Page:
EEG is an ideal diagnostic tool for assessing brain wave activity. The data can assess brain dysfunction, or investigate the different stages of sleep. In humans, gathering EEG data is simply a matter of placing the electrodes on the scalp; the hardest part is getting the subject to sit still, as the quality of the recordings depends on minimal movement or muscle activity.
EEG in animals
EEG recordings are also valuable in animal models, to study brain diseases, brain damage, sleep, the impact of anesthesia, epilepsy, to name a few. But, as you can imagine, it is difficult to gather reliable recordings.
To do so, often the animal needs to be shaved and fixated (sedated), and in some instances it even requires surgery and implants. This is not practical for many reasons, especially for clinical studies using large animals, like horses.
EEG in horses
Hugo Cousillas and his colleagues from the University of Rennes (Brittany, France) wanted to more easily obtain reliable EEG data from horses in a way that is more suitable for veterinary purposes and welfare research. In other words, avoiding fixation of the horse and heavy headgears.
They set out to create a system that could be used on a freely moving horse in its home environment (stable). The goal was to create a system that would be easy to apply, adjustable to the individual horse, and put no more restraint on the horse than a normal halter would.
So they developed a headset – or, as described by the researchers, “a necklace made of large rubber bands” - that allowed for good and stable contact of the electrodes with the horse’s head.
With this headset, recordings were obtained from both hemispheres (two electrodes on each side) to obtain data on the differential activity between the occipital and frontal parts of the brain.
The first tests with this headset were recently reported in Frontiers in Veterinary Science. Five sport horses wore the headsets for two daily sessions of 15 minutes, while standing and resting in their stables.
The authors were able to capture alpha, beta, and gamma waves, and the data seems consistent with previous studies. Quite impressive if you ask me, because the horse’s head contains a lot of muscles that could easily interfere with the signals.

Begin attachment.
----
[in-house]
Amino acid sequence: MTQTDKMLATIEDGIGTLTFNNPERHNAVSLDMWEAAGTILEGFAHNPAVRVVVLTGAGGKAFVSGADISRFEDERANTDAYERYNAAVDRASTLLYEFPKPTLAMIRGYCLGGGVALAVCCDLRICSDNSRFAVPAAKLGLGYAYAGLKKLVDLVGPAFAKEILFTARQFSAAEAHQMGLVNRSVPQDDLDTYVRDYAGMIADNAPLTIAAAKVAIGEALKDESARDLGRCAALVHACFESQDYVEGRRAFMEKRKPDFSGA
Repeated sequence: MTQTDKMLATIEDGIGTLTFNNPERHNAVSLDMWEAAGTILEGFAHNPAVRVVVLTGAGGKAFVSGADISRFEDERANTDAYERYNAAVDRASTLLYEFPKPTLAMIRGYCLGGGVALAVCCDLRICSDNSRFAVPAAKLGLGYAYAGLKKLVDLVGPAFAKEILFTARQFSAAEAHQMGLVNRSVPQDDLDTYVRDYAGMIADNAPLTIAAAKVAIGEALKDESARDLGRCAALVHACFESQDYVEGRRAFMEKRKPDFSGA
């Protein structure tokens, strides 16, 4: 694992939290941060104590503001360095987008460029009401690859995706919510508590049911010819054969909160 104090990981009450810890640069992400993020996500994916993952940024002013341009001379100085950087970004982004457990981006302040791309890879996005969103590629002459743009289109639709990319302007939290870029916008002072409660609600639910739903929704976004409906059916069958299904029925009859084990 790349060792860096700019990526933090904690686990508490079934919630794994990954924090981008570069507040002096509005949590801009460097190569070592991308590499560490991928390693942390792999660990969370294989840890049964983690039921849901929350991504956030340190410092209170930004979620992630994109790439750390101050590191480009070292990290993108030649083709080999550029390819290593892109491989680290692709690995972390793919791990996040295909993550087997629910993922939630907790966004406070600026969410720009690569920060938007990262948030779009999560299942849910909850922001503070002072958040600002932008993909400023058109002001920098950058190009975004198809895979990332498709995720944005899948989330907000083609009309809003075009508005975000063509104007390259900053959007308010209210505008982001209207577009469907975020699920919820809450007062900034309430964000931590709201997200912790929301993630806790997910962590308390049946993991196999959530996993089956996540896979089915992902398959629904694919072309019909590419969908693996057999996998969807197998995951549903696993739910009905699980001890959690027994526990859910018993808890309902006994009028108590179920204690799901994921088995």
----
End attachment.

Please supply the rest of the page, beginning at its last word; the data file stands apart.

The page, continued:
Complex data, such as EEG recordings, needs context in order to make full sense of it. In this case, that context is the horse’s behavior. To monitor the behavior of the horses, the researchers used Media Recorder to record and synchronize several videos at once, and then brought those videos into The Observer XT to score behaviors of interest, and synchronize the behavioral data with the EEG data.
Having synchronized data is advantageous in that you can select periods of one data stream, based on what happened in the other data stream. In this case, EEG data was analyzed while the horses were standing relaxed.
During these periods, none of the horses exhibited a difference between EEG data across hemispheres, and there was also no difference between the two days of data collection. This supports the notion that the electrodes were precisely placed both times.
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Also, the researchers note that with this EEG headset, all horses showed alpha waves, whereas in other studies horses sometimes failed to present these. In this study, the horses seemed relaxed and not bothered by the headset; apprehensive horses are likely to have increased cortical arousal, resulting in a decrease in alpha frequencies, as the researchers explain.
These researchers are certainly off to a good start in getting better EEG data in freely moving horses. In these first try-outs of this headset, the headset seems unobtrusive to the horses, it works great in a data integration setting, and seems a valuable tool for future studies. I’m curious to see how the headset works in larger sample groups, and in long-term studies, and if this would work as a veterinary application!
Cousillas, H.; Oger, M.; Rochais, C.; Pettoello, C.; Ménoret, M.; Henry, S.; Hausberger, M. (2017). An ambulatory electroencephalography system for freely moving horses: an innovating approach. Frontiers in Veterinary Science, 4, 57.